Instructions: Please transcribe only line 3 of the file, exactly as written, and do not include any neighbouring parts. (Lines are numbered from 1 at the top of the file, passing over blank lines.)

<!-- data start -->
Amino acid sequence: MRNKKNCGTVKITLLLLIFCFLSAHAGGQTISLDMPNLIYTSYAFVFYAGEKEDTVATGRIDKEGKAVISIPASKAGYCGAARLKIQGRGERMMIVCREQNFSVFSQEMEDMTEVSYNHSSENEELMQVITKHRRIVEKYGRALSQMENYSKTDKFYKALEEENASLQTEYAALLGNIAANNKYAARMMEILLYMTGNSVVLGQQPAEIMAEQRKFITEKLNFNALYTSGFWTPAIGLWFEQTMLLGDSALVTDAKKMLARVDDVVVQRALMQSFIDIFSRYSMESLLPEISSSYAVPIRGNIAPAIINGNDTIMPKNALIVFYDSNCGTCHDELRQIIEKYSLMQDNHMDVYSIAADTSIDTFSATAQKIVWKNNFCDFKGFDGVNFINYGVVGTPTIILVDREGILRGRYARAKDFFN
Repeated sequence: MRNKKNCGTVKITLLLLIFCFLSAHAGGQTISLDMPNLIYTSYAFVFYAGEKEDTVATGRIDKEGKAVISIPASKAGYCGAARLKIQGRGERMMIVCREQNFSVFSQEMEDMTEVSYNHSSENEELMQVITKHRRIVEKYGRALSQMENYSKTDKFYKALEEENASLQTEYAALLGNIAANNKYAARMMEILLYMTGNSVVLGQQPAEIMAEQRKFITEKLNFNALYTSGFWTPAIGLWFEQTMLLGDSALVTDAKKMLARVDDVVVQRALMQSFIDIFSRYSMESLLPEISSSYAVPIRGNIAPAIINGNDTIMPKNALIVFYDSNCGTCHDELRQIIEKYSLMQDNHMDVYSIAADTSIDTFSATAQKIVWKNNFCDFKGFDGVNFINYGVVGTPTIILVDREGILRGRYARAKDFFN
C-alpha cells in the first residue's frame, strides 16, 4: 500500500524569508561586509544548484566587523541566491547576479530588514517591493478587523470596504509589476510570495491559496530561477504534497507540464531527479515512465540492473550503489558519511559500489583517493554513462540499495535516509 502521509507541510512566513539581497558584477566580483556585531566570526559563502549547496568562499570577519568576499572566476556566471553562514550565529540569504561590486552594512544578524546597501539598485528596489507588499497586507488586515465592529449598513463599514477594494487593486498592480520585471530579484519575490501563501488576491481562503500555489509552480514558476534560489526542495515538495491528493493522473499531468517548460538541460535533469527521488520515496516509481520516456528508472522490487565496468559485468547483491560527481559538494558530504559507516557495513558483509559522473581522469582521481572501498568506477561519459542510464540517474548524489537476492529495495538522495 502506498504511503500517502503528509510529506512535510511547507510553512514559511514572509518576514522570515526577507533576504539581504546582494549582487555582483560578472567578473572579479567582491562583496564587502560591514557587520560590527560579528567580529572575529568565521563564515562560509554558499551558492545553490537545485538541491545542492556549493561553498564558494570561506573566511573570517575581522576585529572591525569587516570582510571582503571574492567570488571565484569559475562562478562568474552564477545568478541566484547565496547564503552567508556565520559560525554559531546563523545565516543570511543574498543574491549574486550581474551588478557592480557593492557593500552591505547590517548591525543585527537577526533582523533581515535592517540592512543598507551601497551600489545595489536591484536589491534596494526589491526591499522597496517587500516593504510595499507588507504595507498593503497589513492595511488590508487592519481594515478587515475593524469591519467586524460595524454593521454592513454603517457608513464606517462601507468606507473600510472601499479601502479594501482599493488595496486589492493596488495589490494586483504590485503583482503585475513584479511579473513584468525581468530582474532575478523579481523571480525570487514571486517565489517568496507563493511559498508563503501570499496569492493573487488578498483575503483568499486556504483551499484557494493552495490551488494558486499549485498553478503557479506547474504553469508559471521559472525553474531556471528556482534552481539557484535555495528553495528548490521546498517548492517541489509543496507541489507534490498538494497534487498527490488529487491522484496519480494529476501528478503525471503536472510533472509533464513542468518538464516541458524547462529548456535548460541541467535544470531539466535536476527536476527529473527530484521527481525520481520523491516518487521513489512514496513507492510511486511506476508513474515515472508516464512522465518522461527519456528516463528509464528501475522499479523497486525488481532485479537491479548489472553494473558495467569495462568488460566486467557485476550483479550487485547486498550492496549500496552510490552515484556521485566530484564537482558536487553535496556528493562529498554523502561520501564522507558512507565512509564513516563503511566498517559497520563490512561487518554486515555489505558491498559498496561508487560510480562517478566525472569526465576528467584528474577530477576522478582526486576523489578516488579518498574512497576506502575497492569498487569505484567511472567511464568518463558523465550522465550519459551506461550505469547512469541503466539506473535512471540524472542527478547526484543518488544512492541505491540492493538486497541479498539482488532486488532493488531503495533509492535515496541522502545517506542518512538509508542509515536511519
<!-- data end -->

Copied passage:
C-alpha cells in the first residue's frame, strides 16, 4: 500500500524569508561586509544548484566587523541566491547576479530588514517591493478587523470596504509589476510570495491559496530561477504534497507540464531527479515512465540492473550503489558519511559500489583517493554513462540499495535516509 502521509507541510512566513539581497558584477566580483556585531566570526559563502549547496568562499570577519568576499572566476556566471553562514550565529540569504561590486552594512544578524546597501539598485528596489507588499497586507488586515465592529449598513463599514477594494487593486498592480520585471530579484519575490501563501488576491481562503500555489509552480514558476534560489526542495515538495491528493493522473499531468517548460538541460535533469527521488520515496516509481520516456528508472522490487565496468559485468547483491560527481559538494558530504559507516557495513558483509559522473581522469582521481572501498568506477561519459542510464540517474548524489537476492529495495538522495 502506498504511503500517502503528509510529506512535510511547507510553512514559511514572509518576514522570515526577507533576504539581504546582494549582487555582483560578472567578473572579479567582491562583496564587502560591514557587520560590527560579528567580529572575529568565521563564515562560509554558499551558492545553490537545485538541491545542492556549493561553498564558494570561506573566511573570517575581522576585529572591525569587516570582510571582503571574492567570488571565484569559475562562478562568474552564477545568478541566484547565496547564503552567508556565520559560525554559531546563523545565516543570511543574498543574491549574486550581474551588478557592480557593492557593500552591505547590517548591525543585527537577526533582523533581515535592517540592512543598507551601497551600489545595489536591484536589491534596494526589491526591499522597496517587500516593504510595499507588507504595507498593503497589513492595511488590508487592519481594515478587515475593524469591519467586524460595524454593521454592513454603517457608513464606517462601507468606507473600510472601499479601502479594501482599493488595496486589492493596488495589490494586483504590485503583482503585475513584479511579473513584468525581468530582474532575478523579481523571480525570487514571486517565489517568496507563493511559498508563503501570499496569492493573487488578498483575503483568499486556504483551499484557494493552495490551488494558486499549485498553478503557479506547474504553469508559471521559472525553474531556471528556482534552481539557484535555495528553495528548490521546498517548492517541489509543496507541489507534490498538494497534487498527490488529487491522484496519480494529476501528478503525471503536472510533472509533464513542468518538464516541458524547462529548456535548460541541467535544470531539466535536476527536476527529473527530484521527481525520481520523491516518487521513489512514496513507492510511486511506476508513474515515472508516464512522465518522461527519456528516463528509464528501475522499479523497486525488481532485479537491479548489472553494473558495467569495462568488460566486467557485476550483479550487485547486498550492496549500496552510490552515484556521485566530484564537482558536487553535496556528493562529498554523502561520501564522507558512507565512509564513516563503511566498517559497520563490512561487518554486515555489505558491498559498496561508487560510480562517478566525472569526465576528467584528474577530477576522478582526486576523489578516488579518498574512497576506502575497492569498487569505484567511472567511464568518463558523465550522465550519459551506461550505469547512469541503466539506473535512471540524472542527478547526484543518488544512492541505491540492493538486497541479498539482488532486488532493488531503495533509492535515496541522502545517506542518512538509508542509515536511519